There was a report earlier this summer, which claimed that, for parents, personal happiness and satisfaction levels tend to drop once children arrive upon the scene. Now anyone consciously, and abidingly, heading into the realm of parenthood knows the job of parent is both psychologically intensive, as well as labor intensive. So it comes as little surprise, to some of us, that for many parents (not all), the rigors of parenting would lead to a drop off in a sense of independence and personal satisfaction (MSN Money calculated that if a mother were compensated for all of the elements of the job of parenting, the salary would be around $138,000 annually – sadly this set wage is not written into the parenting contract). And grab any parent off the street, and ask them about their children, and you will either get a flood of unmitigated praise, or a litany of complaints (likely a bit of both).
So is having a child a selfish act? Sure, some would argue that the initial desire to have children (whether biologically or by adoption) is almost entirely self-serving (in concept), whereas the reality of caring for a child calls for a more selfless disposition. A recent post I had written about IVF had garnered a lot of emotional and emphatic responses about the lengths to which some hopeful parents will go to have biological children of their own; as many readers say the expensive IVF procedure as a waste of resources when there are perfectly good children to adopt (there are canyon-sized holes in this argument that I will address in a coming post). The adoption argument comes from a very real concern that each human leaves a sizable imprint on the planet (some more significant than others) and there just isn’t enough room and resources left to accommodate the growing population, or planet for that matter. And there exist a very vocal minority who strongly believe that procreation is a scourge upon the planet, and they will do whatever they can not to add to the population count.
Back in 1992 Professor of Psychology Jeffery S. Nevid Ph.D and fellow psychologist Spencer A. Rathus interviewed hundreds of couples as to what their reasons were for having, or not having children. Their report revealed that couples with children had 9 common answers for their decision, and that couples without children had 13 common answers for their decision. Here are the reasons for both approaches:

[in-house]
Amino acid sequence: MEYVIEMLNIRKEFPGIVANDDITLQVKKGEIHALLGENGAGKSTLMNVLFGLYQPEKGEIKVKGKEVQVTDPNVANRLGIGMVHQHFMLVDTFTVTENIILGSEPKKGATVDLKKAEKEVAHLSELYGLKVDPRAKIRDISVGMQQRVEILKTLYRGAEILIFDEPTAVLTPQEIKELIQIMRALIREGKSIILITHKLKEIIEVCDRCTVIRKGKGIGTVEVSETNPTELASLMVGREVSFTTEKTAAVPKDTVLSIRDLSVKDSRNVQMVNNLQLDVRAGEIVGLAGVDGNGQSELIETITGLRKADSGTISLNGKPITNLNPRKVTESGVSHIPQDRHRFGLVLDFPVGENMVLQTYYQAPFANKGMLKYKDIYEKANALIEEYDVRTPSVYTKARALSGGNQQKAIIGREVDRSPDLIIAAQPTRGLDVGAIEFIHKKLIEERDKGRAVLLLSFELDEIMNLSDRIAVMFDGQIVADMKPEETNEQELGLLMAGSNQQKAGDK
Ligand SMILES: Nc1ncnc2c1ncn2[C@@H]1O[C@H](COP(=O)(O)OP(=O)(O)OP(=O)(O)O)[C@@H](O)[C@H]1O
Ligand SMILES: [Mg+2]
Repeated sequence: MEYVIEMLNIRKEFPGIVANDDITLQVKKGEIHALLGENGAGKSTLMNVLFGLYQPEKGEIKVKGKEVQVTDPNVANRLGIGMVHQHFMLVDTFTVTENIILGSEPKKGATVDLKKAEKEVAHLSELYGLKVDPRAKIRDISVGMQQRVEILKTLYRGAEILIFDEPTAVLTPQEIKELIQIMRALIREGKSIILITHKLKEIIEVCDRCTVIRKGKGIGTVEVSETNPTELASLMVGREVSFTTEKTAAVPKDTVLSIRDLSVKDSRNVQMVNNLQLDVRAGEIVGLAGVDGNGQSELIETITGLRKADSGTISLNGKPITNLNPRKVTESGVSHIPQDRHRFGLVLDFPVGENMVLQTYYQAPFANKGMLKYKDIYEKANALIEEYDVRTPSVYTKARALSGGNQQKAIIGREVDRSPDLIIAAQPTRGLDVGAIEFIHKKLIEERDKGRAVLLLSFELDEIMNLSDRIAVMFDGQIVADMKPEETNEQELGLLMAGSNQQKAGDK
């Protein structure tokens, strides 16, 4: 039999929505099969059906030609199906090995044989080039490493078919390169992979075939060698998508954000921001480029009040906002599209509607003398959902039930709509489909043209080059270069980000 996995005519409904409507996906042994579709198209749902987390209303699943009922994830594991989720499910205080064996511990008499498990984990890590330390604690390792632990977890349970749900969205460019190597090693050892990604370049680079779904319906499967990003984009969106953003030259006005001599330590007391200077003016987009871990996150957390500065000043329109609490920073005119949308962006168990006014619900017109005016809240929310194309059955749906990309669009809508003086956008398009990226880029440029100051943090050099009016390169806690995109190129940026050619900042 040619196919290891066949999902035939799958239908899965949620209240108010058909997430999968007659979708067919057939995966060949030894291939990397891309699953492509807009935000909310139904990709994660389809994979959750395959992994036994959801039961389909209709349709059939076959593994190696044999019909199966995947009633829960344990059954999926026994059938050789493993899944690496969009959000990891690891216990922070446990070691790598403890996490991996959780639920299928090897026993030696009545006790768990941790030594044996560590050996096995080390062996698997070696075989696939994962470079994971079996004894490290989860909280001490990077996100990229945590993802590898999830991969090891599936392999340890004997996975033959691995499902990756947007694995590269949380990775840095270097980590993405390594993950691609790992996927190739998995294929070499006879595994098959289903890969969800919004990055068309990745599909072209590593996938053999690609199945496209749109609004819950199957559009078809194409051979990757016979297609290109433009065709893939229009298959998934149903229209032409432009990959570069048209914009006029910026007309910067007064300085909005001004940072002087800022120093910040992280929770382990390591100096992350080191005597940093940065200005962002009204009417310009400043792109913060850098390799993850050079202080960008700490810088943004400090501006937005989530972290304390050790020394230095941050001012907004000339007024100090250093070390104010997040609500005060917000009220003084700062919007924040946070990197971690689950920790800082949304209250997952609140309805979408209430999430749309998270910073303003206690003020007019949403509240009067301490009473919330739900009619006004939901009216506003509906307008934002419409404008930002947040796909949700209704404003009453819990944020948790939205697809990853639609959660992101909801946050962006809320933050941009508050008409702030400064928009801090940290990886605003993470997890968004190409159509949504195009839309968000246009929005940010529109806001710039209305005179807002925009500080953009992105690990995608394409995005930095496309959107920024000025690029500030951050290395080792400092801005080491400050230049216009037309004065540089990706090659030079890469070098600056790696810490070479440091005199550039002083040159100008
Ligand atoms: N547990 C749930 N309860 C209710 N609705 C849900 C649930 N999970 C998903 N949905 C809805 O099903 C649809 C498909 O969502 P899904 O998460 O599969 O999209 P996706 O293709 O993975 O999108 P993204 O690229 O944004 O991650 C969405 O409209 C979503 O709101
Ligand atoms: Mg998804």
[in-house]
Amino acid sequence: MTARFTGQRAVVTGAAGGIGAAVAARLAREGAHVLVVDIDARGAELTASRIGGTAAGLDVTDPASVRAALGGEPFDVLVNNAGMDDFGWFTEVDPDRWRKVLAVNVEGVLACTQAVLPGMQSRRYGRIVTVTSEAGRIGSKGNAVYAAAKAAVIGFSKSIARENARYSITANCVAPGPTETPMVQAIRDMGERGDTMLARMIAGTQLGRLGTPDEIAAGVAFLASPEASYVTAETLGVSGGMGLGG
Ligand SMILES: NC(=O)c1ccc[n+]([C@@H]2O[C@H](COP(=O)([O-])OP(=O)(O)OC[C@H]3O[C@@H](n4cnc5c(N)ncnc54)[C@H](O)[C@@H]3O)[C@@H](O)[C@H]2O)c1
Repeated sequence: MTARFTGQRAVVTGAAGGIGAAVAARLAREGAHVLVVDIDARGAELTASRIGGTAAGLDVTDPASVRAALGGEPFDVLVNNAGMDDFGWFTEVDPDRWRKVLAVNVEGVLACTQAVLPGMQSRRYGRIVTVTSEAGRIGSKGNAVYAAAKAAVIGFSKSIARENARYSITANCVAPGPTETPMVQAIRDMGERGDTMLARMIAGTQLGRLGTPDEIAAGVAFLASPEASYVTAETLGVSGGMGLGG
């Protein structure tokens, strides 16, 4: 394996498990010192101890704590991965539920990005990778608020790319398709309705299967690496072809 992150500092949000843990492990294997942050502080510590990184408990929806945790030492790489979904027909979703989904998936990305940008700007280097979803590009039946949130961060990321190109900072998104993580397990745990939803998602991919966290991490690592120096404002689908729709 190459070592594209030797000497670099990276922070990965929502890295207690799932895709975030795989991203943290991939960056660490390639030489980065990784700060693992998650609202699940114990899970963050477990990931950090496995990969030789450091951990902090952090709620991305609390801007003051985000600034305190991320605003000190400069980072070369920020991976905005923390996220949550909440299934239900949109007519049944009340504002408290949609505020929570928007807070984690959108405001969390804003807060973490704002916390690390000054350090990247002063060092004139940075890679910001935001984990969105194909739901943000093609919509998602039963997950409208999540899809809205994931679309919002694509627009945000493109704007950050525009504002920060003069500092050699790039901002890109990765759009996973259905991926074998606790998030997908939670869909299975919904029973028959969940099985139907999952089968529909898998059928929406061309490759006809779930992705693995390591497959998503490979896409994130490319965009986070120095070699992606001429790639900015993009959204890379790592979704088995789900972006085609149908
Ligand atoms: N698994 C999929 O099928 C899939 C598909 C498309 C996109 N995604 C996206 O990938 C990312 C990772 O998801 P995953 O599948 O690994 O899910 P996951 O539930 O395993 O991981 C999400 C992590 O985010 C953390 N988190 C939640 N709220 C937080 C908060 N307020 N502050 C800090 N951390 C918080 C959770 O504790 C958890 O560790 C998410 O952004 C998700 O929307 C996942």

Nine common reasons for having children:
1. Personal experience – to have the experience of being a parent
2. Personal pleasure – the fun and joy of raising children
3. Personal extension – carrying on the genetic heritage or family name
4. Relationship – the close bond which is shared with children
5. Personal status – culture affords some respect just for being a parent
6. Personal competence – gratification from facing the challenge of parenting
7. Personal responsibility – the opportunity to look out for the welfare and education of another
8. Personal power – some find the power they have over children gratifying
9. Moral worth – some feel it is a good and selfless act to put the life of another first, or that it is a moral obligation to have children
Thirteen common reasons for not having children:
1. Time together – more time each other and for other interests
2. Freedom – more opportunity to pursue other areas of life
3. Other children – can enjoy other children, and can help children who are already here through foster parenting or charity work with children
4. Dual careers – both people may pursue careers full time, a person (woman) does not have to quit, and a child is not raised by day care
5. Financial security – more money to pursue other interests
6. Community welfare – greater opportunity to get involved in community organizations
7. Difficulty – parenthood is a demanding and difficult job which is not always enjoyable
8. Strain on environmental resources – the world is already overpopulated and is unable to support the people who are already here
9. Increase in overpopulation – having children geometrically increases this problem and all of the problems that come with it
10. Choice not mandate – parenthood has to be a choice, not everyone is meant to be a parent
11. Irrevocable decision – once the decision is made it cannot be changed, so people must be sure it is what they want
12. Failure – some people had unhappy or abusive childhoods and fear that they would not be a good parent
13. Danger – the world is a dangerous place and it is not right to bring a child into it
While this study from two decades ago is hardly the last word on the debate, it apparently reveals that all nine reasons listed were rooted in self-interest (selfish might be too severe a term), as they seem to illustrate what the parent will gain from the experience of parenting. Whereas a much smaller percentage of the answers given for not having children were rooted in self-interest, with a near majority of the reasons being rooted in altruistic concerns, environmental concerns, and ultimately quality of life concerns for the unrealized child.
That said, isn’t it our obligation to give birth, effectively parent and guide children to perpetuate (and hopefully improve upon) our society and culture? Or does wanting more children when things are already at peak insanity make you essentially and effectively selfish? Does it really boil down to deciding between the planet and the children?